By definition a doula is a woman trained to help another woman through childbirth, and possibly beyond, although that’s less typical. Portland-based Jessica Thomas is a postpartum doula. Her company is called Ballast & Buoy, and when we called her up to find out exactly what she does, she told us she is “there to keep the ship afloat” to sustain baby, mom and family in the often rocky weeks after a birth. From her we learned about lactation cookies (yes, really a thing) and how she helps soothe frazzled new mothers, including finding the right gear.

RESUMÉ: Thomas was a librarian for 15 years, working in public libraries in Boston and, for five years, at the Portland Public Library, where she was head of the Technical Services department. She loved the work and remains a librarian at heart. “I am very organized and literary,” Thomas said. “I am all about helping people find information.” But then she had children (her first son was stillborn and her second starts kindergarten in the fall) and she wanted more flexible work. A friend who had just been certified as a birth doula suggested she explore becoming a postpartum doula. To qualify, she needed to be certified in first aid and CPR for infants and children and to take a training course. “I happened to luck into one that was at Maine Med,” she said. She started her new career in late 2014.

SUSTAINING SHOULDER? For a rate of about $40 an hour (for multiple weeks and longer term engagements, the price typically drops), Thomas keeps the household going, including Target runs for supplies and some cooking. But she also offers emotional support. “Validation and normalization for the mom and to some extent the non-birth parent when the (stuff diapers are made for) hits the fan. Those early weeks and months can just be disorienting.” What does validation and normalization look like? “I try to help people understand that no matter how isolated or unusual they might feel their experience is, it is really within the normal confines of childbirth and afterwards.” It could be listening or guidance or making a referral to a therapist or a lactation specialist. Or on the nitty-gritty level: “It might involve cleaning out your fridge.”

COOKIES AND MILK: One of her services involves nourishment to help new mothers, including making batches of lactation cookies. Some foods – things like oatmeal and beer – have been shown to improve milk production. Thomas whips up cookies that contain flax meal, chia seeds, brewer’s yeast and other ingredients that help with lactation. Oh, and some chocolate chips. She admits that there’s no scientific proof her cookies help everyone, but “it’s a nice reason for a mom to have a treat.”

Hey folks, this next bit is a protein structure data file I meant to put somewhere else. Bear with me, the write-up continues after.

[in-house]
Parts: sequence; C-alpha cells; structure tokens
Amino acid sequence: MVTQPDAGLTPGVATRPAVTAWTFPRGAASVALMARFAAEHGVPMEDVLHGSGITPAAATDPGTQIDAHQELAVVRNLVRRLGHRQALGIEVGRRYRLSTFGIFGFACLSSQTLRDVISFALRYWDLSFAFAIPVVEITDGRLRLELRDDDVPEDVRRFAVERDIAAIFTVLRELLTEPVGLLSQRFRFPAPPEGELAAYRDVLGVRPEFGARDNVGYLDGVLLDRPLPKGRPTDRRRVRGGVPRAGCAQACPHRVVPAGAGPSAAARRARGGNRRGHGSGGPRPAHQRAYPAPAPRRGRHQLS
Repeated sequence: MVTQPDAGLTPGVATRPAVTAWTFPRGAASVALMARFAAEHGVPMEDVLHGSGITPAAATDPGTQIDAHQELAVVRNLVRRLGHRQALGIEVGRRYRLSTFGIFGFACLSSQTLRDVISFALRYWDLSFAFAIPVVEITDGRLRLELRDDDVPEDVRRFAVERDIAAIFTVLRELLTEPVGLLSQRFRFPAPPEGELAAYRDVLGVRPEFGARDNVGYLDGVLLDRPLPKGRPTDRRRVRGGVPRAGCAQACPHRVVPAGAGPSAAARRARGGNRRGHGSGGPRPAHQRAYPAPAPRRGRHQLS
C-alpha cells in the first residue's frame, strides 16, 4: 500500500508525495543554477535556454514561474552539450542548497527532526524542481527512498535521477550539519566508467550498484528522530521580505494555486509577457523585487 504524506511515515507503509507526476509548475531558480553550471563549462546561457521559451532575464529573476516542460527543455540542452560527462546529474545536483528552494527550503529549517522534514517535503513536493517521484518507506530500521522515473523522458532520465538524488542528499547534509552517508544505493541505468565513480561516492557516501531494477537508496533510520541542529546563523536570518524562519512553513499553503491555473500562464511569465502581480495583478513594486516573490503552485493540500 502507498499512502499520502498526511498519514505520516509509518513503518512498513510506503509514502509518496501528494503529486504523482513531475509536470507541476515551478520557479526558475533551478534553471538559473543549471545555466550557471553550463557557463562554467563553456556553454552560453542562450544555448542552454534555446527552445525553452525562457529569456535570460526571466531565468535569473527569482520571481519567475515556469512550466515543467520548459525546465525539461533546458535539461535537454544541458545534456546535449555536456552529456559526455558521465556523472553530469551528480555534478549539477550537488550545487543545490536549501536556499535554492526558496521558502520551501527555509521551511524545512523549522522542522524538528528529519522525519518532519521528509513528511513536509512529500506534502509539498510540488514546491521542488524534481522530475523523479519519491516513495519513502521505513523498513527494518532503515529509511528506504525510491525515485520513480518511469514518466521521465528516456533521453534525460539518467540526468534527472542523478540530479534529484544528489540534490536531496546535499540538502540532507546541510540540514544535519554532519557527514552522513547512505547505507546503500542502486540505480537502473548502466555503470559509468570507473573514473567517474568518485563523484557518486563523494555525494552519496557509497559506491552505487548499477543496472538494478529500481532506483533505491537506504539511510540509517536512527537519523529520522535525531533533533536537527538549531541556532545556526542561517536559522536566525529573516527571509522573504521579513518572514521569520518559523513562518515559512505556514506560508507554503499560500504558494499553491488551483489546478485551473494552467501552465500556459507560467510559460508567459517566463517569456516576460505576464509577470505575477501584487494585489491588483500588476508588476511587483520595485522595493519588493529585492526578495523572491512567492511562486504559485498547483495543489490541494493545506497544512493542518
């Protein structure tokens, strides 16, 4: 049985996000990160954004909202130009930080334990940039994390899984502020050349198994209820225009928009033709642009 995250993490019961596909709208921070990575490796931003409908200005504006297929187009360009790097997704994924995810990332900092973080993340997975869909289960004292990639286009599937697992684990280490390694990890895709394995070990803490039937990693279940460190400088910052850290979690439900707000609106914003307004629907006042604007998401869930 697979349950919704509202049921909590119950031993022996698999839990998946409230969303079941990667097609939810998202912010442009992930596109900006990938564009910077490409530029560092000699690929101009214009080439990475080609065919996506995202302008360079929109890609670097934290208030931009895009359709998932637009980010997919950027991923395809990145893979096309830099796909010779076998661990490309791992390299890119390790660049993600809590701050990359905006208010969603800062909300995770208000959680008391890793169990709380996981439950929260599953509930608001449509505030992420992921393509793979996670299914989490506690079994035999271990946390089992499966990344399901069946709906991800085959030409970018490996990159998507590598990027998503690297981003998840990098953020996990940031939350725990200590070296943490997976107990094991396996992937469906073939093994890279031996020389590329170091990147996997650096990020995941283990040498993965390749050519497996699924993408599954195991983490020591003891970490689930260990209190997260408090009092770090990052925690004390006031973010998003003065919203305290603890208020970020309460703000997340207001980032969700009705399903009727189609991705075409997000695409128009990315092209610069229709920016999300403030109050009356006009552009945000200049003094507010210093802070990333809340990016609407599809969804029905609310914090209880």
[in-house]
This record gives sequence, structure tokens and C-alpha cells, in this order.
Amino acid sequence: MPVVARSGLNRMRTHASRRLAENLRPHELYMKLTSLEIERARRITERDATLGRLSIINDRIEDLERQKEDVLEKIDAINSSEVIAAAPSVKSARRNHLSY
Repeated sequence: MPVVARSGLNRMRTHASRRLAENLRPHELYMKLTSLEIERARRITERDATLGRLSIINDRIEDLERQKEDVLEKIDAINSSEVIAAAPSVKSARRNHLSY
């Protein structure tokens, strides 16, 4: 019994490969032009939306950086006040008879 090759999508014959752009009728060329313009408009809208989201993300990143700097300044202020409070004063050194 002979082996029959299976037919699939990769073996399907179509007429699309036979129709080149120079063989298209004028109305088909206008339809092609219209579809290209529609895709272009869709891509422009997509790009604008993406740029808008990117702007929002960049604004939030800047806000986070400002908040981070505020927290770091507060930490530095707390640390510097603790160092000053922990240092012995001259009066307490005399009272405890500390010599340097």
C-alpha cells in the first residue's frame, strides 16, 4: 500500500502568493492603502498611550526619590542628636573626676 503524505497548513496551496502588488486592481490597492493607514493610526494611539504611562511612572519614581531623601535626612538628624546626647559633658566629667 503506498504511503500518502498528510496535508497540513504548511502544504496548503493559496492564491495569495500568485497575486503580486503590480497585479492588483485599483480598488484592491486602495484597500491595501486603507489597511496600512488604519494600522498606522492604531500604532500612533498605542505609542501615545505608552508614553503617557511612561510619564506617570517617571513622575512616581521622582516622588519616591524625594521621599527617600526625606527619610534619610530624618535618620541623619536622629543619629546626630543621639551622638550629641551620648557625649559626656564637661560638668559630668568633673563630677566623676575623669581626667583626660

TAKING CHARGE: New parenthood is an “existential moment for people,” Thomas said. “There is that moment where you kind of go, ‘I can’t go back,’ ” and that can be cause for panic, especially for those without nearby family or friends. Other causes of panic? Figuring out which baby gear is best. She’ll bring in baby carriers, for instance, so parents can try out a bunch at the same time. “You really won’t know what carrier works for you until you have that baby and try it.” She’ll also help parents figure out what they don’t need. “There is so much cute baby stuff out there. In the age of Etsy, my God, you can have the cutest nursery. But you’ll only need one-tenth of it.”

WASTE NOT, WANT NOT: Parents who talk to her about baby gear tend to be anxious about it. Like plastics, for instance. “It’s one more way for parents to put pressure on themselves,” she said. But the trend she sees (undeniably among parents with enough disposable income to hire a postpartum doula) is toward greater awareness of sustainability issues. For example: “A lot of people are looking at cloth diapers as a way to cut down on their landfill waste.” But “if there is an area where I err on the side of convenience over the planet,” she said, it’d be the plastic funnels and tubing for breast pumps. She recommends multiple purchases, so new parents feel less pressure to constantly wash and sterilize. In general, she said, she sees Maine mothers and fathers “getting the absolute most use out of the stuff that they do end up with for their babies.”

WITCHING HOUR: You’ve heard about Twilight Barking for dogs (if you’ve read “101 Dalmatians”) but what about the witching hour for babies? “There is that stretch of time when you know the baby is going to be inconsolable for a few hours in the afternoon, and it is hard to imagine what you are going to eat for dinner.” Thomas provides a special service for this, called Witching Hour Housecalls. For about $60, she’ll come over and either take the baby or stay with the baby so the parent can have a rest.

BABY LOVE: So, has Thomas always had a thing for babies? Was she the babysitter in demand growing up? “I don’t know if I was in demand,” she said, “but there were always kids around at family gatherings, and I would be the one who played with the kids. I gravitate towards babies in a crowd.” Not to sound like a total curmudgeon, but … why? “I just like their energy.”

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